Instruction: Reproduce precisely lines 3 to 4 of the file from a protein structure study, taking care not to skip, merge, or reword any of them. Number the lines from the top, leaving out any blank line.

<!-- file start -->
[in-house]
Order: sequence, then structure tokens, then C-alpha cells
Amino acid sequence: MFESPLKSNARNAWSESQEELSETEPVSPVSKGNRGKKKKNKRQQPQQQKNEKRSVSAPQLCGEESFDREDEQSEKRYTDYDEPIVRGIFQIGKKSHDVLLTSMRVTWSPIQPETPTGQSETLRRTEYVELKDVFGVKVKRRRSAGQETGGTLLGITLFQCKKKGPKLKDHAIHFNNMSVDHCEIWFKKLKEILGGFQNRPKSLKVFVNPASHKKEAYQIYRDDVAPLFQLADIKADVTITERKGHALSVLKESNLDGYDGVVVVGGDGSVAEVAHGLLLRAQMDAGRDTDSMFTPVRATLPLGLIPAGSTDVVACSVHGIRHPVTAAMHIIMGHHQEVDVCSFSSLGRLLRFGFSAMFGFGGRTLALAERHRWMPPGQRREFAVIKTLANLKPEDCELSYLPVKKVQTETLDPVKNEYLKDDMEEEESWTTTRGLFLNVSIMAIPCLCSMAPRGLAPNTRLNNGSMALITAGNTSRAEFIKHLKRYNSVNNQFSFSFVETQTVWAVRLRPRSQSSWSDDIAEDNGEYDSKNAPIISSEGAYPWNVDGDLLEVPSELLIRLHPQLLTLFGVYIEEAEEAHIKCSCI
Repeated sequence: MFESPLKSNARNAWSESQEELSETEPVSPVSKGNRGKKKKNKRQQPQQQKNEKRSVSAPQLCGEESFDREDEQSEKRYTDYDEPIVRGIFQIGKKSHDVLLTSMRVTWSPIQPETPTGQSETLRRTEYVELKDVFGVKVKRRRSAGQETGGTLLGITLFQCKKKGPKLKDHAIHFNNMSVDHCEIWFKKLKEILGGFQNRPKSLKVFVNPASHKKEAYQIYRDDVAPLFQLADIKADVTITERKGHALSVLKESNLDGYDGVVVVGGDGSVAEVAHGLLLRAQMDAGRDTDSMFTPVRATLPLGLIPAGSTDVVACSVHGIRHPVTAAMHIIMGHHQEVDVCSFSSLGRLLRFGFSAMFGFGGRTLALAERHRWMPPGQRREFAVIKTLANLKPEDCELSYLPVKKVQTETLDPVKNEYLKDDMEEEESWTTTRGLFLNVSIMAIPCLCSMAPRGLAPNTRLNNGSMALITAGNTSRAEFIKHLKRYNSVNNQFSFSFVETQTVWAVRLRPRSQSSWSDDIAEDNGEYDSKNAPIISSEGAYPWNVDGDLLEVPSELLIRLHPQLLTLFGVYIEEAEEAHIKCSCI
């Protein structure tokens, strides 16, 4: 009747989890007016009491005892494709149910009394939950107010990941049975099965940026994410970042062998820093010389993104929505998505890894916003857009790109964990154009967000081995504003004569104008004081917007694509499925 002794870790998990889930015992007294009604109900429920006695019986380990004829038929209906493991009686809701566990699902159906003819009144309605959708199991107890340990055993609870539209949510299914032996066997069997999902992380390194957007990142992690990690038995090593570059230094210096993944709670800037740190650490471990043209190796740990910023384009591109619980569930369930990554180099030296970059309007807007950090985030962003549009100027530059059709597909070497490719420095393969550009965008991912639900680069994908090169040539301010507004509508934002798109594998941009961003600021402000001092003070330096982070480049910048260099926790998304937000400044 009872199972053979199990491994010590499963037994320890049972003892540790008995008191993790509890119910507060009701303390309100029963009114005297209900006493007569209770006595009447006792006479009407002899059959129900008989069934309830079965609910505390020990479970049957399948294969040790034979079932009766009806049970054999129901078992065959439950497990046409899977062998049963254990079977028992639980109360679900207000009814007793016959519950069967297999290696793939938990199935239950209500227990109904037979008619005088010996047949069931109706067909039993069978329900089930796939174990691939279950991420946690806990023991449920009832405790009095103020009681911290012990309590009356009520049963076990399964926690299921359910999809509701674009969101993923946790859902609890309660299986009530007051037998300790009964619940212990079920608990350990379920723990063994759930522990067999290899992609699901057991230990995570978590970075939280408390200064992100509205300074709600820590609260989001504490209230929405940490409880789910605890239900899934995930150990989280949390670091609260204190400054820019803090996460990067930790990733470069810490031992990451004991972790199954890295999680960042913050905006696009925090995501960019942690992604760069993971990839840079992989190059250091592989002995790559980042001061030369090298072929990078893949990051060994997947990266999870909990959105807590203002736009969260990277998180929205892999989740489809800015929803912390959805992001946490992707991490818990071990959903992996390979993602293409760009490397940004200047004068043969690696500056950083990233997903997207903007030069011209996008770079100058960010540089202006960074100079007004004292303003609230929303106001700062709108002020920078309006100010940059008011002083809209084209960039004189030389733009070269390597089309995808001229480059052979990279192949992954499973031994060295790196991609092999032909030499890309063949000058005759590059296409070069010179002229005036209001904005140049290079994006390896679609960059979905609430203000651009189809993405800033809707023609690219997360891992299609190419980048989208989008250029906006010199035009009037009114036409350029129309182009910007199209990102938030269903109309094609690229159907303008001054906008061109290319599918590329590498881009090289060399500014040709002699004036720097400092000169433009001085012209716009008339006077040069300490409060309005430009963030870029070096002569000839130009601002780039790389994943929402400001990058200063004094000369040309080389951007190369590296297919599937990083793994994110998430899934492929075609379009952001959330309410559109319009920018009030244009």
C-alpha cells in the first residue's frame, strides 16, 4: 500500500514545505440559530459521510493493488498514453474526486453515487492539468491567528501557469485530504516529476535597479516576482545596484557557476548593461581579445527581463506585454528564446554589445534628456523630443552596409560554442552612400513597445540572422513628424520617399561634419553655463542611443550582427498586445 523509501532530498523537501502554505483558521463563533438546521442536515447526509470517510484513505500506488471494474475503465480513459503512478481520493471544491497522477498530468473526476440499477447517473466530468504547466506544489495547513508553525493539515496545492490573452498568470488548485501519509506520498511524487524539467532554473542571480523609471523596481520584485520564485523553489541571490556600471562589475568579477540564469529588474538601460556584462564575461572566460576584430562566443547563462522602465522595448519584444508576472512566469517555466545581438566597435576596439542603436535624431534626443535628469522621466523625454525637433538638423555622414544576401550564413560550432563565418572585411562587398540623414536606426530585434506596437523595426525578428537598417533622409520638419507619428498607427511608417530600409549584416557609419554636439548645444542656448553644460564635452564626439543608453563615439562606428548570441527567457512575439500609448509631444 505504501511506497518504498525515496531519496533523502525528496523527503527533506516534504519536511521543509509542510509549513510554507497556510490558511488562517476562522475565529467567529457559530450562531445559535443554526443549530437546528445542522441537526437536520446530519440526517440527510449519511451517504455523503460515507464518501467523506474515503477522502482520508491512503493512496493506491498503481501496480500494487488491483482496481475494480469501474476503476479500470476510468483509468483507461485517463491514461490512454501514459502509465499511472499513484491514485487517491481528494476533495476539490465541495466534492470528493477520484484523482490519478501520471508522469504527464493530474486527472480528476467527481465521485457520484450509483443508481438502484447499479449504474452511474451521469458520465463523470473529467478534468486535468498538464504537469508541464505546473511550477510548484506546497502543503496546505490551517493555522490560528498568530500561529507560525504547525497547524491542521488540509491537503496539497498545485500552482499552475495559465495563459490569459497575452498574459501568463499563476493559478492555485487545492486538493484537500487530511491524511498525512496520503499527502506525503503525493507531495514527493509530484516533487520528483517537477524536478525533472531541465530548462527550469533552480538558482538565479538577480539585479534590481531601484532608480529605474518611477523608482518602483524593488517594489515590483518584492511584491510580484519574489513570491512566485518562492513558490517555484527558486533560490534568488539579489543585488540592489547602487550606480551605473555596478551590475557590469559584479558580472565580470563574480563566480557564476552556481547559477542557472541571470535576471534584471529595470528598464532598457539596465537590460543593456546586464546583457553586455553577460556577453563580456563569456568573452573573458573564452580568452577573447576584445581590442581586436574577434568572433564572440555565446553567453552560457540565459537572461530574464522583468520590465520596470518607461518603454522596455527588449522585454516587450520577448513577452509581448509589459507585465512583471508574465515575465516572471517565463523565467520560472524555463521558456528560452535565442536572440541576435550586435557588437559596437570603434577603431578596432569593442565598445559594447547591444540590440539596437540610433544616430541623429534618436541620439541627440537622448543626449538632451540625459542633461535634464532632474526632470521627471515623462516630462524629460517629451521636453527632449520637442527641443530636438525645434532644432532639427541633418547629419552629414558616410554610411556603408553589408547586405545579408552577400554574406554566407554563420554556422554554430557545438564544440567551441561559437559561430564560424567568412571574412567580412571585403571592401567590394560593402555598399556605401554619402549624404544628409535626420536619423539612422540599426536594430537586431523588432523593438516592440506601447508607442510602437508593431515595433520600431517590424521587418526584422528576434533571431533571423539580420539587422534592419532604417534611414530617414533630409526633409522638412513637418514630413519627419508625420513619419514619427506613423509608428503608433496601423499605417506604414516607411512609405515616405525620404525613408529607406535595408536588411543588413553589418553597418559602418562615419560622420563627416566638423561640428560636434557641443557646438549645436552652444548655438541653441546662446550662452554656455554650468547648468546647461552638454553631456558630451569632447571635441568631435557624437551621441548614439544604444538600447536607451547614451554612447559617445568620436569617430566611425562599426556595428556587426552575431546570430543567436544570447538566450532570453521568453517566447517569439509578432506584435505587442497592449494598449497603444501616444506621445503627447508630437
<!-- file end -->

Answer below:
Amino acid sequence: MFESPLKSNARNAWSESQEELSETEPVSPVSKGNRGKKKKNKRQQPQQQKNEKRSVSAPQLCGEESFDREDEQSEKRYTDYDEPIVRGIFQIGKKSHDVLLTSMRVTWSPIQPETPTGQSETLRRTEYVELKDVFGVKVKRRRSAGQETGGTLLGITLFQCKKKGPKLKDHAIHFNNMSVDHCEIWFKKLKEILGGFQNRPKSLKVFVNPASHKKEAYQIYRDDVAPLFQLADIKADVTITERKGHALSVLKESNLDGYDGVVVVGGDGSVAEVAHGLLLRAQMDAGRDTDSMFTPVRATLPLGLIPAGSTDVVACSVHGIRHPVTAAMHIIMGHHQEVDVCSFSSLGRLLRFGFSAMFGFGGRTLALAERHRWMPPGQRREFAVIKTLANLKPEDCELSYLPVKKVQTETLDPVKNEYLKDDMEEEESWTTTRGLFLNVSIMAIPCLCSMAPRGLAPNTRLNNGSMALITAGNTSRAEFIKHLKRYNSVNNQFSFSFVETQTVWAVRLRPRSQSSWSDDIAEDNGEYDSKNAPIISSEGAYPWNVDGDLLEVPSELLIRLHPQLLTLFGVYIEEAEEAHIKCSCI
Repeated sequence: MFESPLKSNARNAWSESQEELSETEPVSPVSKGNRGKKKKNKRQQPQQQKNEKRSVSAPQLCGEESFDREDEQSEKRYTDYDEPIVRGIFQIGKKSHDVLLTSMRVTWSPIQPETPTGQSETLRRTEYVELKDVFGVKVKRRRSAGQETGGTLLGITLFQCKKKGPKLKDHAIHFNNMSVDHCEIWFKKLKEILGGFQNRPKSLKVFVNPASHKKEAYQIYRDDVAPLFQLADIKADVTITERKGHALSVLKESNLDGYDGVVVVGGDGSVAEVAHGLLLRAQMDAGRDTDSMFTPVRATLPLGLIPAGSTDVVACSVHGIRHPVTAAMHIIMGHHQEVDVCSFSSLGRLLRFGFSAMFGFGGRTLALAERHRWMPPGQRREFAVIKTLANLKPEDCELSYLPVKKVQTETLDPVKNEYLKDDMEEEESWTTTRGLFLNVSIMAIPCLCSMAPRGLAPNTRLNNGSMALITAGNTSRAEFIKHLKRYNSVNNQFSFSFVETQTVWAVRLRPRSQSSWSDDIAEDNGEYDSKNAPIISSEGAYPWNVDGDLLEVPSELLIRLHPQLLTLFGVYIEEAEEAHIKCSCI